4. This too shall pass.

This a phrase I’m sure we’ve all heard a million times. But it is one of the most powerful mantras I adopted for dealing with panic and anxiety.

Anxiety has a way of making us feel like it will last forever, especially during the intense moments of an attack. The fearful thoughts swirling around in my head—What if this lasts forever? I can’t handle this if it doesn’t end—only added fuel to the fire.

By reminding myself that this too shall pass, no matter how awful it may seem, I was able to allow more space for the fear to live.

This too shall pass, so I can handle it while it is here.

Even during the worst attacks of my life, when I absolutely thought I was a goner, the whisper of this too shall pass echoed in the background. Every attack ends. Anxiety may linger but it changes. It morphs from one second to the next, which means that we can handle each second as it comes because it will all be different in another.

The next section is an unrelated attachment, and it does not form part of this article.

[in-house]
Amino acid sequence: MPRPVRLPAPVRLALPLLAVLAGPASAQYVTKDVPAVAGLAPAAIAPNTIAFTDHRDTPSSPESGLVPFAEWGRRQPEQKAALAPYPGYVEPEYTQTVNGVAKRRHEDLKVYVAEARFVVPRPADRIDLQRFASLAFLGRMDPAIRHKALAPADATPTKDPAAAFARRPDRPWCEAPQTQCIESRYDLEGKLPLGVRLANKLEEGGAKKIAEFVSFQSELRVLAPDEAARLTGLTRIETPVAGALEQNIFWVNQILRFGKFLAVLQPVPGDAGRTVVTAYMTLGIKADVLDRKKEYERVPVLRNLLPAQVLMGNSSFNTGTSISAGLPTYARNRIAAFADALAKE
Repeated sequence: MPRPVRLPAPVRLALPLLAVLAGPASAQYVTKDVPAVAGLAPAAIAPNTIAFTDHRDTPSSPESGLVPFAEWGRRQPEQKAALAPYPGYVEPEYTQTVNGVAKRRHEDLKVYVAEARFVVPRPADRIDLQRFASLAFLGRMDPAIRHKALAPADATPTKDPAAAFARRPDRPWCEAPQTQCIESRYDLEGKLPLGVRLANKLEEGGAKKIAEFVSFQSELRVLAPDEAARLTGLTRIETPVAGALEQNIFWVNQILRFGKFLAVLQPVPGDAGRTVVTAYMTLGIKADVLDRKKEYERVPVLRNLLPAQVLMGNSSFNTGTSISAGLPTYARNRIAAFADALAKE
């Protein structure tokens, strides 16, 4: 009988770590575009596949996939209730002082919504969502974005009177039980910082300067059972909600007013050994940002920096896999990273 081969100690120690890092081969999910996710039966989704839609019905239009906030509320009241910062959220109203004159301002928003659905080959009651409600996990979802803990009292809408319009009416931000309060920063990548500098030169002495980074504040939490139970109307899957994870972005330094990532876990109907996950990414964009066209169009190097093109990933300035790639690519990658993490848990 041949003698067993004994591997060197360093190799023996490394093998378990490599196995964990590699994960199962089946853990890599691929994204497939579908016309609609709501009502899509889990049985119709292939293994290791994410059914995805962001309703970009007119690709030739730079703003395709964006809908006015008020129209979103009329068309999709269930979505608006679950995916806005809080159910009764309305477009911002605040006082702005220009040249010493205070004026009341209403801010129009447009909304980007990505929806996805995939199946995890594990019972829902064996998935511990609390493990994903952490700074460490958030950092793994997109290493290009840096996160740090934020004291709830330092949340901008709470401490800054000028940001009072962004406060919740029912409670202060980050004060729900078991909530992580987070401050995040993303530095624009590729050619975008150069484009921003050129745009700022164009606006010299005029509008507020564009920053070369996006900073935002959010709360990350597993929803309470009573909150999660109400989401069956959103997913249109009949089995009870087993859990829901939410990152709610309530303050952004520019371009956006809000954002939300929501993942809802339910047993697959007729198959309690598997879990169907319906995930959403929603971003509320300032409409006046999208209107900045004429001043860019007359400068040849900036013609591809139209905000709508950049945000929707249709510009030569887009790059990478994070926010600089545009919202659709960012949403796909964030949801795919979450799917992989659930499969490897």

Ultimately, a mantra is most powerful when it is a phrase that truly speaks to your heart. Maybe it comes from a book you happened to open, or a close friend’s advice, or a relaxing yoga class.

Anxiety is not easy to deal with, but we can take some of the power into our own hands by shifting our thoughts from fear to love and light. Many blessings.

 

Malia Bradshaw is an Austin-based yoga teacher, writer, and healthy food blogger. For more information, visit her website at maliayoga.wordpress.com.